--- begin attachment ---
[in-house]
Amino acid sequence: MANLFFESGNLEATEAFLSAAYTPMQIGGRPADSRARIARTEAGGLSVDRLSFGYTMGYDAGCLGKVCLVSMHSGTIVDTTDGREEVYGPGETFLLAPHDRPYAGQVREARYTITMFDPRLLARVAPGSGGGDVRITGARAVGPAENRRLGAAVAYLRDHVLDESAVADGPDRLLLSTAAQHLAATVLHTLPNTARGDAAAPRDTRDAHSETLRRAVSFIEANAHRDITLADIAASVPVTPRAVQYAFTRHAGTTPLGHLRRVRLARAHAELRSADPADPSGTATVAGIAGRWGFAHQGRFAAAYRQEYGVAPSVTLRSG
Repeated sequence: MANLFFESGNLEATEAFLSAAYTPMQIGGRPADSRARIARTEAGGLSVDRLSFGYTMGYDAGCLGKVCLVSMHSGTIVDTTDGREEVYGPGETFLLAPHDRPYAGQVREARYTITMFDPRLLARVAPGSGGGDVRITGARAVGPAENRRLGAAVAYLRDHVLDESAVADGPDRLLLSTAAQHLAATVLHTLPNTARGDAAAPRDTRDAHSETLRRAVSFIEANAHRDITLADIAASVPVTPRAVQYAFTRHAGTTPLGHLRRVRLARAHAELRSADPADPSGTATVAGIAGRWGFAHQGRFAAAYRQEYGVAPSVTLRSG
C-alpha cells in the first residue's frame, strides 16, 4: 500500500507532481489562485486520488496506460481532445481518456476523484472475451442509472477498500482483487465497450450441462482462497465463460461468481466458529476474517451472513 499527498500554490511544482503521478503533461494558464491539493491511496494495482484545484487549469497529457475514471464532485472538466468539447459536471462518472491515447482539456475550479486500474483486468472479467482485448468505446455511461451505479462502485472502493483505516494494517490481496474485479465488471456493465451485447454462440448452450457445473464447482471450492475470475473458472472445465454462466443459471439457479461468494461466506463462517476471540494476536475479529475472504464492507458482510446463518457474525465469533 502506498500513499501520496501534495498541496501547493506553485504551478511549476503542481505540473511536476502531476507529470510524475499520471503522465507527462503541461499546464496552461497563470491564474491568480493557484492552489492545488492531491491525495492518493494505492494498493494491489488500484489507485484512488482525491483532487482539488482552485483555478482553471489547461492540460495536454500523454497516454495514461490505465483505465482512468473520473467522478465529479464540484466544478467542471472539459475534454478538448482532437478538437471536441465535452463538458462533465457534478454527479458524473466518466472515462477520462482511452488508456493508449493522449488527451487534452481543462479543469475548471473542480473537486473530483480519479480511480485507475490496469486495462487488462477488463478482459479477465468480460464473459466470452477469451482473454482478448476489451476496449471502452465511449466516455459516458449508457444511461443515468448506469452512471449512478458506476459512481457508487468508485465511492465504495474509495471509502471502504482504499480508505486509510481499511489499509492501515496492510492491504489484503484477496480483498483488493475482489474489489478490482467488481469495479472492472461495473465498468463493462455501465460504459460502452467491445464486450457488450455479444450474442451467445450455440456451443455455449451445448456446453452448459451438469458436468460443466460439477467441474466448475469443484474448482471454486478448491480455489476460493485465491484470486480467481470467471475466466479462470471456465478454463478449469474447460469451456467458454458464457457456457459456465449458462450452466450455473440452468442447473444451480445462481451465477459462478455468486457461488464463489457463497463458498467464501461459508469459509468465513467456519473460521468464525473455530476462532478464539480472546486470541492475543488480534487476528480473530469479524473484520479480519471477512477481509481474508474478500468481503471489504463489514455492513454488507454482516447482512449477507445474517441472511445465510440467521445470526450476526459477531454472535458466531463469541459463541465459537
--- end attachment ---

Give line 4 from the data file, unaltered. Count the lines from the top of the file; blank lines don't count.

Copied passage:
C-alpha cells in the first residue's frame, strides 16, 4: 500500500507532481489562485486520488496506460481532445481518456476523484472475451442509472477498500482483487465497450450441462482462497465463460461468481466458529476474517451472513 499527498500554490511544482503521478503533461494558464491539493491511496494495482484545484487549469497529457475514471464532485472538466468539447459536471462518472491515447482539456475550479486500474483486468472479467482485448468505446455511461451505479462502485472502493483505516494494517490481496474485479465488471456493465451485447454462440448452450457445473464447482471450492475470475473458472472445465454462466443459471439457479461468494461466506463462517476471540494476536475479529475472504464492507458482510446463518457474525465469533 502506498500513499501520496501534495498541496501547493506553485504551478511549476503542481505540473511536476502531476507529470510524475499520471503522465507527462503541461499546464496552461497563470491564474491568480493557484492552489492545488492531491491525495492518493494505492494498493494491489488500484489507485484512488482525491483532487482539488482552485483555478482553471489547461492540460495536454500523454497516454495514461490505465483505465482512468473520473467522478465529479464540484466544478467542471472539459475534454478538448482532437478538437471536441465535452463538458462533465457534478454527479458524473466518466472515462477520462482511452488508456493508449493522449488527451487534452481543462479543469475548471473542480473537486473530483480519479480511480485507475490496469486495462487488462477488463478482459479477465468480460464473459466470452477469451482473454482478448476489451476496449471502452465511449466516455459516458449508457444511461443515468448506469452512471449512478458506476459512481457508487468508485465511492465504495474509495471509502471502504482504499480508505486509510481499511489499509492501515496492510492491504489484503484477496480483498483488493475482489474489489478490482467488481469495479472492472461495473465498468463493462455501465460504459460502452467491445464486450457488450455479444450474442451467445450455440456451443455455449451445448456446453452448459451438469458436468460443466460439477467441474466448475469443484474448482471454486478448491480455489476460493485465491484470486480467481470467471475466466479462470471456465478454463478449469474447460469451456467458454458464457457456457459456465449458462450452466450455473440452468442447473444451480445462481451465477459462478455468486457461488464463489457463497463458498467464501461459508469459509468465513467456519473460521468464525473455530476462532478464539480472546486470541492475543488480534487476528480473530469479524473484520479480519471477512477481509481474508474478500468481503471489504463489514455492513454488507454482516447482512449477507445474517441472511445465510440467521445470526450476526459477531454472535458466531463469541459463541465459537